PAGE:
Monday, December 17, 2018

Interruption, Incarnation

image found at

Whence is it that my Lord
    Himself should visit me,
Should stoop to such a wretch abhorr'd,
    And claim my misery?
    He leaves His throne above
    For His own mercy sake,
He comes constrain'd by pitying love,
    And doth my nature take.

    The mystery of Thy grace
    What angel can conceive?
Thou wouldst to all our ransom'd race
    Faith and salvation give,
    Thou dost the grace reveal,
    Thou dost the faith impart,
And thus Thou com'st again to dwell
    For ever in my heart. ~ Charles Wesley

We are deep in the season of Advent, and we have once again read the story of the Angel Gabriel's appearance to Zechariah with an unexpected birth announcement for him and Elizabeth, and we have heard again the Virgin Mary's "yes" to God's interruption by way of incarnation into her life and body. Only Luke tells us this particular story that places two seemingly ordinary women at the very center of salvation history.  Again and again in his gospel, Luke, himself an outsider, seeks to draw our attention to the oft-overlooked participants in the drama -- to women, to the poor, to the stranger.

In this icon and in the hymn we see the juxtaposition of the joy at Elizabeth's surprising conception with the exultation at Mary's even more astounding news of her own pregnancy.  The two women hold each other tenderly as their unborn infants shift, as John the forerunner salutes his greater cousin Jesus by literally leaping for joy. Elizabeth, filled with the Holy Spirit, greets Mary by asking in wonderment why the mother of her Lord is coming to her, honoring Mary (and perhaps herself) for trusting that the promise spoken by God would indeed be fulfilled, while Mary responds with a song praising God for what may seem "upside down" reasons. But this is of course, an upside down kind of God who trades immortality for mortality, stooping down, becoming flesh like us so that we might be filled with all the fullness of God.  The Christ who interrupted his own life above interrupts the cycle of sin and death below by becoming incarnate in the lives of those whose lives he enters into.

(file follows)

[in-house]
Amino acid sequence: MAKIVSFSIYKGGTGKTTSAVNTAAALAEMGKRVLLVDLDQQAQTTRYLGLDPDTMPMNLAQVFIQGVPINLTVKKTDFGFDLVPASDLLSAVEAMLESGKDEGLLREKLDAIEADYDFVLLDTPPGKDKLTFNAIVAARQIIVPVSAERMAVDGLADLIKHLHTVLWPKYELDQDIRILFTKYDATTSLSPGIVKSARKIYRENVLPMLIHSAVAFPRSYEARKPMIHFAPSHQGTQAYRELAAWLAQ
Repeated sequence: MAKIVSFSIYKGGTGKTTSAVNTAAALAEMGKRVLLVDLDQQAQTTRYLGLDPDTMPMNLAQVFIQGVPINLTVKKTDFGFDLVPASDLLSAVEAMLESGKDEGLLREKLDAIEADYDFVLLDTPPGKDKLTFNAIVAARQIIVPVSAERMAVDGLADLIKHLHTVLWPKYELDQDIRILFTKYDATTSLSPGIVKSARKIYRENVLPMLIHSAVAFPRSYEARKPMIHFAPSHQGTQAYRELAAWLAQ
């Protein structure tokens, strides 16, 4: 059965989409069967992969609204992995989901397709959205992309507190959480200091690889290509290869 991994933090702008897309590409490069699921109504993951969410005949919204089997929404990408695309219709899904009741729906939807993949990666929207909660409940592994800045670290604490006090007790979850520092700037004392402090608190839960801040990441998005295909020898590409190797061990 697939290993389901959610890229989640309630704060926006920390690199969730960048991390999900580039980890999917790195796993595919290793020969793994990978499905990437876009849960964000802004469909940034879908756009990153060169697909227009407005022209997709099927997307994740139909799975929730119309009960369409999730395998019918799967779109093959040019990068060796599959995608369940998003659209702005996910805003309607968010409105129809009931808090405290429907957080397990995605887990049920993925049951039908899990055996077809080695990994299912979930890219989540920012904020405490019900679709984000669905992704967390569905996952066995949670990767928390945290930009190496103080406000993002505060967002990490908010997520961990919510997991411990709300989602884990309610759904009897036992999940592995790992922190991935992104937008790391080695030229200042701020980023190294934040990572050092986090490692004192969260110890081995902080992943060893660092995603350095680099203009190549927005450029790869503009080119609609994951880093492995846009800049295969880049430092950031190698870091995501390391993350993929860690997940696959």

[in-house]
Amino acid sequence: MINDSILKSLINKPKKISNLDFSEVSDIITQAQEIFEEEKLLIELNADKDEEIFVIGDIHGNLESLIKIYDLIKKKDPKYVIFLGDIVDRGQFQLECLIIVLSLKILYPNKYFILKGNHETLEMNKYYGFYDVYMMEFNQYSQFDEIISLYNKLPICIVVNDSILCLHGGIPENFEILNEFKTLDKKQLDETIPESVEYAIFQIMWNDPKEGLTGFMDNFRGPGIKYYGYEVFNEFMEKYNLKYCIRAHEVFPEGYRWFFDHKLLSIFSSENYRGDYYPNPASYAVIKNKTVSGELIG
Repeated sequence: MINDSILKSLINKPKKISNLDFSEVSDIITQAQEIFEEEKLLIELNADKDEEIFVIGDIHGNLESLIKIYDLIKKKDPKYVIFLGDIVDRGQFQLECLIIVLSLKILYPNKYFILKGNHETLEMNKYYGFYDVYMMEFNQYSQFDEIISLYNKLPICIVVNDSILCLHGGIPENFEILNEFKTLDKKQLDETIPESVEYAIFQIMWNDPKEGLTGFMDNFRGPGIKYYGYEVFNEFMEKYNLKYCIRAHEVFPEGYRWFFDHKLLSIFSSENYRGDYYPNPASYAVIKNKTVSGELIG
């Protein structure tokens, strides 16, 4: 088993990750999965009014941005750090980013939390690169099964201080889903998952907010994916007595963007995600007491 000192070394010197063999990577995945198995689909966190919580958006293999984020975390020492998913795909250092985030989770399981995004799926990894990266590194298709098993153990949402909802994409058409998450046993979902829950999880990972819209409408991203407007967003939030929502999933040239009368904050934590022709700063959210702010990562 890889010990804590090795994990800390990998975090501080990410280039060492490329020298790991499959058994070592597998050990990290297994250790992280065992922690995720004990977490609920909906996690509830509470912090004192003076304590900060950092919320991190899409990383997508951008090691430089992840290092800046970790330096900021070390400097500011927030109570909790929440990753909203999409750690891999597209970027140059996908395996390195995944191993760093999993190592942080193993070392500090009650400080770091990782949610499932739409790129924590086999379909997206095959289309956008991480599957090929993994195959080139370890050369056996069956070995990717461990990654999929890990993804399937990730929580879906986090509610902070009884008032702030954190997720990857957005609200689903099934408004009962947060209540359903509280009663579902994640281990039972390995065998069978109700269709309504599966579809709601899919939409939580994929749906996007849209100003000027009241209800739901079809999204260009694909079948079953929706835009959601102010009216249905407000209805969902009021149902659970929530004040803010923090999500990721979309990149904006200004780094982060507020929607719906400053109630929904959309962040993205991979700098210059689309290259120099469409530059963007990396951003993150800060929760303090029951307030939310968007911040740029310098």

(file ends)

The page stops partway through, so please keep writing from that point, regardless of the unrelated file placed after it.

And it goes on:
Interestingly, in Charles Wesley's hymn, he takes upon himself the role of Elizabeth AND of Mary and invites us to do the same.  In the first verse, he shifts Elizabeth's words of salutation to Mary into a cry of bewildered joy that the Incarnate Lord has set aside the grandeur of heaven to embrace human nature and flesh, while the second verse is a reverie that calls to mind Luke's later words about Mary pondering all these things in her heart.  The coming of the One who lifts up the lowly and fills the hungry with good things is a mystery beyond the eloquence of angels, and his advent is not simply a never-to-be-repeated virginal conception but an ongoing gift of grace as he makes his home in the hearts of all who accept his offer of salvation and faith. His coming not only interrupts the predictable, ordinary life that Mary probably expected for herself; his coming also interrupts the dominance of sin in the life of the world and breaks its power forever.

These are themes that Charles Wesley returns to repeatedly.  He cannot exhaust the praise of a God whose nature and name are Love; if he had one thousand tongues and as many years, he could not begin to describe the grace of such a gift.   But in his attempts to sound the depths of this divine grace, he continues to give us words to sing and pray as we celebrate the coming of the Lord, this Jesus who dwells forever in our hearts.

Tuesday, December 11, 2018

"Light of Those Whose Dreary Dwelling"

Charles Wesley preaching

Through the tender mercy of our God; whereby the Dayspring from on high hath visited us, to give light to them that sit in darkness and in the shadow of death, to guide our feet into the way of peace.  (Luke 1: 78-79, KJV)

This past Sunday was the second Sunday of  Advent, and my sermon focused on the Song of Zechariah in the first chapter of Luke, drawing on Malachi 3: 1-4 as an appetizer for the "Brood of Vipers" sermon sure to come next Sunday when John the Baptist really gets going as the warm-up act for Jesus. These two verses mark the culmination of Zechariah's exclamation of joy at seeing the hope of Israel finally being fulfilled with the imminent coming of the Messiah.  We share his yearning and excitement because like Elizabeth and Zechariah and all those who had been waiting for so long, we sometimes feel like things will never get any better.  Like them, we dwell in the land of darkness and in the shadow of death, and like them, without the advent of that Dayspring from on high, we cannot see a way out.